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Aug 5, 2015
|Bryan Akipa with an eagle whistle.|
As a young artist studying under Oscar Howe, Bryan Akipa was launched on a new trajectory in life by a conversation about mallards. Akipa, who was born and raised on the Sisseton Wahpeton Oyate Reservation where he still resides, was studying painting under the master Dakota artist at the University of South Dakota.
“He used to do research on his paintings, and he was working on something to do with mallards," says Akipa. "He asked me if I went duck hunting and I said 'yes,' and he asked me about how [mallards] take off from the water.” As they were talking about flight patterns of waterfowl, Howe brought out a mallard-head flute crafted by the late Lakota flute maker Richard Fool Bull.
|A mallard flute by Lakota artist Richard Fool Bull inspired Akipa to research Native flute making.|
“I had never seen flutes in our culture before. I didn’t realize we had flutes.” The instruments sparked his interest. He began making sketches of traditional flutes, empowered by his high school drafting classes and inspired by the work of Fool Bull, who he met once briefly at the Howe studio. From those sketches, he went on to create his own prototype with a pocketknife.
At the time, Native American flutes were an endangered art form. If it weren't for a handful of artists like Richard Fool Bull — a tribal member at the Rosebud Indian Reservation — who bridged the gap between the days when much of Dakota/Lakota/Nakota language and heritage was illegal and today, the art may have been lost.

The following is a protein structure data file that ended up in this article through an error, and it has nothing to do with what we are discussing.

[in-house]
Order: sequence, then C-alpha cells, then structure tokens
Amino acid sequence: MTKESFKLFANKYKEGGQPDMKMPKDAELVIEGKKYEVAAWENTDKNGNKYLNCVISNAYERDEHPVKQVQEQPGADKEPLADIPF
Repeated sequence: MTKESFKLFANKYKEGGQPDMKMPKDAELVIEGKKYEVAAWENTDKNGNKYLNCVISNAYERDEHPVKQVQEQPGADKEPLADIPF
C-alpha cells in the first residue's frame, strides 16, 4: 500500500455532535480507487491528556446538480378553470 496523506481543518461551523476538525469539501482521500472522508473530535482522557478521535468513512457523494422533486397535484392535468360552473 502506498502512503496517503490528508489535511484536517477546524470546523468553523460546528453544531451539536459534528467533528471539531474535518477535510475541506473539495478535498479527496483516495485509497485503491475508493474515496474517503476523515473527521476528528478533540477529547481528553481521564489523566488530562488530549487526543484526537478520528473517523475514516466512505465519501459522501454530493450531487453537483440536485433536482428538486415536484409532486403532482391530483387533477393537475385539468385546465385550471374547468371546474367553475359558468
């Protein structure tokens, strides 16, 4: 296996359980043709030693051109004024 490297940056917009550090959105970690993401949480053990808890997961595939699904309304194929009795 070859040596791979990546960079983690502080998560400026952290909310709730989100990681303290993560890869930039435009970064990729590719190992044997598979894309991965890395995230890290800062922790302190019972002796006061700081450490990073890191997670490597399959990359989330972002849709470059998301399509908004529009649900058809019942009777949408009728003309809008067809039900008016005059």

“People started noticing that I was interested and talking about it, and finally someone said, ‘One of my grandmother’s cousins knows about flutes.’” He was introduced to elder Norman Blue and then to another elder, David Marks, who continued his education in flute making.
|Akipa has a large collection of found and self-made traditional wind instruments, including these eagle-bone whistles.|
“David Marks had made and played flutes when he was younger. He had received a flute in 1918 from his grandfather. [Blue and Marks] taught me a lot of oral history. They taught me the songs. I started learning the flute as a cultural journey.”
Akipa has never studied music. His interest in creating the instruments led him to learn to play.
As his knowledge grew and he mastered the craft he became part a generation of young Native flute players — along with Carlos Nakai, Kevin Locke [Cheyenne River Reservation] and others — from different tribes, who revived the tradition in different ways.
His career took another Howe-like detour after a couple semesters at USD. Coming from a family with a proud history of military service — his uncle Woodrow Wilson Keeble was a legendary hero of the Korean War and one of three Native Americans awarded the Medal of Honor — he enlisted and spent a few years in the Army. While he was away, he corresponded with his mentor. “We kept in contact. I’d come back on leave and go visit him. Then when I got out of the Army I studied under him again.”